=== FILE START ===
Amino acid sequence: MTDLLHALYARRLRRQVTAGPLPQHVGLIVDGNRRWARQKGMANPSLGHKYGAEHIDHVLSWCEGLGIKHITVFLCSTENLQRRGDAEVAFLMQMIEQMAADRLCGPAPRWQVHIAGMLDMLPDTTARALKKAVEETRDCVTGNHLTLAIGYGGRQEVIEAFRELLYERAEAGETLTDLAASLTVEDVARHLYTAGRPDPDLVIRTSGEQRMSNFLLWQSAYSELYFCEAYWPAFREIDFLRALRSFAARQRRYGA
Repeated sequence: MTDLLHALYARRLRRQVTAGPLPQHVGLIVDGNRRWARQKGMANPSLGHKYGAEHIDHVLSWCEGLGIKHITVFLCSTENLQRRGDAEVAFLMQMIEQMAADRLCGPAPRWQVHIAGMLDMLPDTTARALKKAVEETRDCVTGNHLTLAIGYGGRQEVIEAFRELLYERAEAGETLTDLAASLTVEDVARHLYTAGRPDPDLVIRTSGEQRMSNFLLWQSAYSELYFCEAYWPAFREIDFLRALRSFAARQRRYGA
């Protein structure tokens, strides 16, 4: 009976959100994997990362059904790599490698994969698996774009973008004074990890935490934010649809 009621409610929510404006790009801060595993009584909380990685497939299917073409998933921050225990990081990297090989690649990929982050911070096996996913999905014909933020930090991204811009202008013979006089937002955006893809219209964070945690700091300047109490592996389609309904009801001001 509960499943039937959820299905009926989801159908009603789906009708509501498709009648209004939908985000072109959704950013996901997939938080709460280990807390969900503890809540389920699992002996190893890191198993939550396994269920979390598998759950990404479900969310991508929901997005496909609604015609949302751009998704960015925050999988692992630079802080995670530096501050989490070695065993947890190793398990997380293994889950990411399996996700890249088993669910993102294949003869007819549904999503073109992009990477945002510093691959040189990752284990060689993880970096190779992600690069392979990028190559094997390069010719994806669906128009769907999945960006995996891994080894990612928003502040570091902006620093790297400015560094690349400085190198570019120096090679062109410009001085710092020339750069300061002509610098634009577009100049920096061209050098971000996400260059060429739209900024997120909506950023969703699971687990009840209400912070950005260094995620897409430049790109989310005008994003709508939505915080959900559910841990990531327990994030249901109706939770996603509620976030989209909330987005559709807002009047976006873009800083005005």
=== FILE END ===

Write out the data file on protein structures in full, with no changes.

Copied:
Amino acid sequence: MTDLLHALYARRLRRQVTAGPLPQHVGLIVDGNRRWARQKGMANPSLGHKYGAEHIDHVLSWCEGLGIKHITVFLCSTENLQRRGDAEVAFLMQMIEQMAADRLCGPAPRWQVHIAGMLDMLPDTTARALKKAVEETRDCVTGNHLTLAIGYGGRQEVIEAFRELLYERAEAGETLTDLAASLTVEDVARHLYTAGRPDPDLVIRTSGEQRMSNFLLWQSAYSELYFCEAYWPAFREIDFLRALRSFAARQRRYGA
Repeated sequence: MTDLLHALYARRLRRQVTAGPLPQHVGLIVDGNRRWARQKGMANPSLGHKYGAEHIDHVLSWCEGLGIKHITVFLCSTENLQRRGDAEVAFLMQMIEQMAADRLCGPAPRWQVHIAGMLDMLPDTTARALKKAVEETRDCVTGNHLTLAIGYGGRQEVIEAFRELLYERAEAGETLTDLAASLTVEDVARHLYTAGRPDPDLVIRTSGEQRMSNFLLWQSAYSELYFCEAYWPAFREIDFLRALRSFAARQRRYGA
């Protein structure tokens, strides 16, 4: 009976959100994997990362059904790599490698994969698996774009973008004074990890935490934010649809 009621409610929510404006790009801060595993009584909380990685497939299917073409998933921050225990990081990297090989690649990929982050911070096996996913999905014909933020930090991204811009202008013979006089937002955006893809219209964070945690700091300047109490592996389609309904009801001001 509960499943039937959820299905009926989801159908009603789906009708509501498709009648209004939908985000072109959704950013996901997939938080709460280990807390969900503890809540389920699992002996190893890191198993939550396994269920979390598998759950990404479900969310991508929901997005496909609604015609949302751009998704960015925050999988692992630079802080995670530096501050989490070695065993947890190793398990997380293994889950990411399996996700890249088993669910993102294949003869007819549904999503073109992009990477945002510093691959040189990752284990060689993880970096190779992600690069392979990028190559094997390069010719994806669906128009769907999945960006995996891994080894990612928003502040570091902006620093790297400015560094690349400085190198570019120096090679062109410009001085710092020339750069300061002509610098634009577009100049920096061209050098971000996400260059060429739209900024997120909506950023969703699971687990009840209400912070950005260094995620897409430049790109989310005008994003709508939505915080959900559910841990990531327990994030249901109706939770996603509620976030989209909330987005559709807002009047976006873009800083005005």